What a fresh, imaginative, funny, gorgeous, and downright adorable book this is! As Cyclops searches New York and its attractions, he and sheep discover a whole city full of fun. He visits an art museum, the Statue of Liberty, and best of all, Coney Island! Victoria Tentler-Krylov’s brightly detailed illustrations are packed with funny details that made me laugh out loud. Bright splashes of color make each page a joy. I’d love some of these originals for my house! With the lost Eugene safely in tow, they all retire back home. “There’s no place like cave,” Cyclops says but it is clear he is now ready to have more adventures.

Celebrating Pluto in Out-of-This World Picture Books

Lynn: Who doesn’t love an underdog or in this case an underplanet? Lots of us have been rooting for Pluto ever since it got reclassified as an ice dwarf a while ago. Adam Rex tops my planetary chart though with his hilarious AND informative new picture book on Pluto, Pluto Gets the Call (S&S/Beach Lane, 2019). Cindy and I were lucky enough to get to see illustrator Laurie Keller’s artwork for the book at a preview luncheon at ALA and we fell in love with the book way back then. The finished copy is now out and the wait has been worth it!

Pluto is all set to take us on a tour of the solar system when he gets a call. Yes, THE call from scientists on Earth with the distressing news that our googly-eyed tour guide has been demoted. Sadly but gamely, Pluto goes on with the tour, introducing us to the “real” planets and providing solid information on each one along the way. Skipping Earth because he “doesn’t want to talk about humans right now,” Pluto finally makes it to the Sun who cheers him up and reminds him that scientists are still arguing about him. Solar System facts are incorporated throughout the story in a way that kids will delight in and remember. A two-page spread as back matter also provides a wealth of additional information from the number of moons each planet has, the distance from the sun and what the planets were named after and more. Adam Rex’s bubble-speech dialog is snappy and packed with great one-liners kids will love. Laurie Keller’s terrific comic-style illustrations are colorful and funny and a perfect extension of Rex’s text.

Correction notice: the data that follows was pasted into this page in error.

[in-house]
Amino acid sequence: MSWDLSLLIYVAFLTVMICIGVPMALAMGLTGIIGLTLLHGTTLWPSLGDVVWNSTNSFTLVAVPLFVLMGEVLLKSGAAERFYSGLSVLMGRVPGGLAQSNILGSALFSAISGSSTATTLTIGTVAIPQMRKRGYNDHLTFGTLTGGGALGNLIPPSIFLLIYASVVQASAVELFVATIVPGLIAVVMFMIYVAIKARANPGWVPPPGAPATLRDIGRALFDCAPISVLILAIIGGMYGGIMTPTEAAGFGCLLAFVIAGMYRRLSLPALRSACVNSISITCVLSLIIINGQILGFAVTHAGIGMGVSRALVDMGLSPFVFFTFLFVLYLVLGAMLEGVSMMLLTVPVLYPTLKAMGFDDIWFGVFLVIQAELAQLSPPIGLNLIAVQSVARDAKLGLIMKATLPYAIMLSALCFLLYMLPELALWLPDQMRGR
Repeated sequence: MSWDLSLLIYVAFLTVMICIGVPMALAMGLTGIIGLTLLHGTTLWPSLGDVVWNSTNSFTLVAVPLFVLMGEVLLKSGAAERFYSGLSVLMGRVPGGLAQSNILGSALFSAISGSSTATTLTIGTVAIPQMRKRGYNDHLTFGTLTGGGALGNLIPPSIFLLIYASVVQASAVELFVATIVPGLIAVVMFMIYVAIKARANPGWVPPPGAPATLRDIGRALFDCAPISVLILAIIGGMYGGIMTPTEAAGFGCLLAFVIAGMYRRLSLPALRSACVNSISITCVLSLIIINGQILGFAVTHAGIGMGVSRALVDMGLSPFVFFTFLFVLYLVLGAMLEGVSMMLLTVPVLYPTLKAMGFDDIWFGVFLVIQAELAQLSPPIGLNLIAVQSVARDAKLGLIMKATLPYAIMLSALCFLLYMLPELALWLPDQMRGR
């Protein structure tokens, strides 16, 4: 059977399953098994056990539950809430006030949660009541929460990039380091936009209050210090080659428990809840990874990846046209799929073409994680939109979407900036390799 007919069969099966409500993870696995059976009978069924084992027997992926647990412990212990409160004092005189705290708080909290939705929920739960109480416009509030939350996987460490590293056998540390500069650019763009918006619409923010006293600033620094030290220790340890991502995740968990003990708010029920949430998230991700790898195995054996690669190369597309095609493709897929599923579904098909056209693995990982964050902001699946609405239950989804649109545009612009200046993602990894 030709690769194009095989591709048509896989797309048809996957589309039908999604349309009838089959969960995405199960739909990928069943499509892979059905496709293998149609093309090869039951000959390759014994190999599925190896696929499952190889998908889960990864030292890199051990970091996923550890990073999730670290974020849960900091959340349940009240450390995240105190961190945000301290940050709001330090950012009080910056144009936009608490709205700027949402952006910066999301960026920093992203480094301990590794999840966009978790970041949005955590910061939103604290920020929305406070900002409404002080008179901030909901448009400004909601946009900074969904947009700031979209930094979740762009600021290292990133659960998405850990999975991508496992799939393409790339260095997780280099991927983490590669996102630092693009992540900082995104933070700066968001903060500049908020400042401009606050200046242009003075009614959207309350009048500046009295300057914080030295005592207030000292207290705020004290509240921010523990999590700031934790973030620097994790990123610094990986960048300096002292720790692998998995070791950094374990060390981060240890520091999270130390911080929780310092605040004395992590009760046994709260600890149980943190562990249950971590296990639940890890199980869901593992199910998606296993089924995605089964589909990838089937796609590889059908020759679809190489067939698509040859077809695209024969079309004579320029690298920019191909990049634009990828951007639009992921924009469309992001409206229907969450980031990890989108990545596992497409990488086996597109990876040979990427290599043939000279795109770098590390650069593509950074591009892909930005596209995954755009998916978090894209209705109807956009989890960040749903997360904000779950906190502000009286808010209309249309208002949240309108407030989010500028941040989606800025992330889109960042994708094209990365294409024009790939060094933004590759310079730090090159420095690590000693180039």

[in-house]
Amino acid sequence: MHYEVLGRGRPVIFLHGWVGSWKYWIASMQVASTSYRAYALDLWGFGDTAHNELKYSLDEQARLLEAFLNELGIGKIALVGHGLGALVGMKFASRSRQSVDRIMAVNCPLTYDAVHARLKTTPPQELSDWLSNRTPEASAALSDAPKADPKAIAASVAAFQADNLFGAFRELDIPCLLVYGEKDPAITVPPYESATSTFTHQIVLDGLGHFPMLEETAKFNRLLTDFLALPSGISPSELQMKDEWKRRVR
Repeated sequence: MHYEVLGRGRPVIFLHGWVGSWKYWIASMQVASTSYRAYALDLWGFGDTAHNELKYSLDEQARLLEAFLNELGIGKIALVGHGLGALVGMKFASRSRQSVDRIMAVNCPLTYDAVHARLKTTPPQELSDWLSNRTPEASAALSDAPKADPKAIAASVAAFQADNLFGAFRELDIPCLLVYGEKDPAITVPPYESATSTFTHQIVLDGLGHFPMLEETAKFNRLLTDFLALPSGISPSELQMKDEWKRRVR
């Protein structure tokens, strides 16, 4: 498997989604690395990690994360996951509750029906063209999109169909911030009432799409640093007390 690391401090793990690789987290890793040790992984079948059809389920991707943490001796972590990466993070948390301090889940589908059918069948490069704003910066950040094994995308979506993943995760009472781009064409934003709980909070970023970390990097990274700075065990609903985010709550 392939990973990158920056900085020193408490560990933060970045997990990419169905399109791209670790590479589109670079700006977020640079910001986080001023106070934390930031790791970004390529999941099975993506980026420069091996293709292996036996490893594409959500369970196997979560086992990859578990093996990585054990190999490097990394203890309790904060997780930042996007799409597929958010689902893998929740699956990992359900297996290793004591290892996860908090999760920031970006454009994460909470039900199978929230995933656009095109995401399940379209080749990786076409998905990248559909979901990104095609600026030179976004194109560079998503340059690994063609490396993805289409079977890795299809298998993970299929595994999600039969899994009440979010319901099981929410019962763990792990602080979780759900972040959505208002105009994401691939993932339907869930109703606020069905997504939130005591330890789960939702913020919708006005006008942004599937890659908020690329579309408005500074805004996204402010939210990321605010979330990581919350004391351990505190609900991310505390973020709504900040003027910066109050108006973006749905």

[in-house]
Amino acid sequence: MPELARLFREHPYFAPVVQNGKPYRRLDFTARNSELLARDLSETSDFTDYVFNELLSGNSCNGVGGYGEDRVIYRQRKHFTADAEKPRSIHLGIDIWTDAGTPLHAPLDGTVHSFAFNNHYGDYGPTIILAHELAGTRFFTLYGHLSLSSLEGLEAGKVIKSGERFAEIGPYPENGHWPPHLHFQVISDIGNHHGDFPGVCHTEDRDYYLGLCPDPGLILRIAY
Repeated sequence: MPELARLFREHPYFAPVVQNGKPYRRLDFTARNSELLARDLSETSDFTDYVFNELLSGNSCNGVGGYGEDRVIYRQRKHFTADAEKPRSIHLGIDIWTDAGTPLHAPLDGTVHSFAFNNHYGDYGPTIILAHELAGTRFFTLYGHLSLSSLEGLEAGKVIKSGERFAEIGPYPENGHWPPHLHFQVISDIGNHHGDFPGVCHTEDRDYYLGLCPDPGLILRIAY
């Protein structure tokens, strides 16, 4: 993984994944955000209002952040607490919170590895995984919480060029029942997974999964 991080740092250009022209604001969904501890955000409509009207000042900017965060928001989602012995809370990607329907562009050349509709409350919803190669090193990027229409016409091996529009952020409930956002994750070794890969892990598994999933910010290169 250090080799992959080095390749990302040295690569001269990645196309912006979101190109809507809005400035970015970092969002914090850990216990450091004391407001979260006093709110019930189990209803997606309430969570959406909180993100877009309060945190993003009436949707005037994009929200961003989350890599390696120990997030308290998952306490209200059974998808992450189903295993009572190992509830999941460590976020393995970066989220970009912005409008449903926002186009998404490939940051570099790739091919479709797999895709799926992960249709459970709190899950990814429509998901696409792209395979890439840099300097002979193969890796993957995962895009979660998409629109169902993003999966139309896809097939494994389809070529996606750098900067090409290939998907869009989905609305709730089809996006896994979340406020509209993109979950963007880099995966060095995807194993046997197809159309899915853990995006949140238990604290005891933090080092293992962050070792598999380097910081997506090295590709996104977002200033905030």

This is a must-have addition to collections everywhere needing updated information on Pluto and the Solar System! This one is truly out-of-this-world.

 

Cindy: Pair Rex and Keller’s book with The Girl Who Named Pluto: The story of Venetia Burney (Schwartz & Wade, 2019) for a little history about Pluto. Author Alice B. McGinty tells the story of Venetia, a young British girl, who was fascinated when she learned in 1930 that a new planet had been discovered. The granddaughter of the Oxford head librarian and great-niece of a science master who named the two moons that orbit Mars, she came by her curiosity and love of science quite naturally. The book opens with a classroom walking/measuring demonstration of the distance between planets that many elementary teachers still use today. When Venetia learned about the new planet from her grandfather, she thought of how “frozen, dark, and lifeless” Pluto must be and she was reminded of the Roman myth underworld, ruled by Neptune’s brother, Pluto. Her grandfather likes the name and writes a letter to put it forward as a suggestion. Elizabeth Haidle’s illustrations provide the right atmosphere and an author’s note provides more history about Venetia, including a great connection to a recent student-built instrument aboard the New Horizons robotic spacecraft that has several connections to the young girl who named the Pluto.